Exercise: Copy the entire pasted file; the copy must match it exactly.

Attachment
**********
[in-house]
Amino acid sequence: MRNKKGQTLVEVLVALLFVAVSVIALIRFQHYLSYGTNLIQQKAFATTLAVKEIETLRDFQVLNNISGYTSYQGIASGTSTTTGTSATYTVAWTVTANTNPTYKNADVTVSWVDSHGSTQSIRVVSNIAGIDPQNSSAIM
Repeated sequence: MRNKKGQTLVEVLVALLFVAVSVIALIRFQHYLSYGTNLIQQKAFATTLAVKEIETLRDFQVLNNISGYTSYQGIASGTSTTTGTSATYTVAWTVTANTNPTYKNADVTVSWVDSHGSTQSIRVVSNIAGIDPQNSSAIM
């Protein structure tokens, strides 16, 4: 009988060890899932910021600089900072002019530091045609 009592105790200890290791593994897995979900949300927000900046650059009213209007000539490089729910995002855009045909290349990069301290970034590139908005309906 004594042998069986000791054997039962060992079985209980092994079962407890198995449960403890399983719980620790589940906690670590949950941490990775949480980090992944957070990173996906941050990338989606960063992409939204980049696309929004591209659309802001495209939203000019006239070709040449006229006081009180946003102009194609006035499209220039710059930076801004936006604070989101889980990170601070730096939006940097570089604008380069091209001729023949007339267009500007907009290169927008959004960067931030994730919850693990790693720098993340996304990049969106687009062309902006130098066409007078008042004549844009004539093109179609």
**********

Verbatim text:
[in-house]
Amino acid sequence: MRNKKGQTLVEVLVALLFVAVSVIALIRFQHYLSYGTNLIQQKAFATTLAVKEIETLRDFQVLNNISGYTSYQGIASGTSTTTGTSATYTVAWTVTANTNPTYKNADVTVSWVDSHGSTQSIRVVSNIAGIDPQNSSAIM
Repeated sequence: MRNKKGQTLVEVLVALLFVAVSVIALIRFQHYLSYGTNLIQQKAFATTLAVKEIETLRDFQVLNNISGYTSYQGIASGTSTTTGTSATYTVAWTVTANTNPTYKNADVTVSWVDSHGSTQSIRVVSNIAGIDPQNSSAIM
């Protein structure tokens, strides 16, 4: 009988060890899932910021600089900072002019530091045609 009592105790200890290791593994897995979900949300927000900046650059009213209007000539490089729910995002855009045909290349990069301290970034590139908005309906 004594042998069986000791054997039962060992079985209980092994079962407890198995449960403890399983719980620790589940906690670590949950941490990775949480980090992944957070990173996906941050990338989606960063992409939204980049696309929004591209659309802001495209939203000019006239070709040449006229006081009180946003102009194609006035499209220039710059930076801004936006604070989101889980990170601070730096939006940097570089604008380069091209001729023949007339267009500007907009290169927008959004960067931030994730919850693990790693720098993340996304990049969106687009062309902006130098066409007078008042004549844009004539093109179609």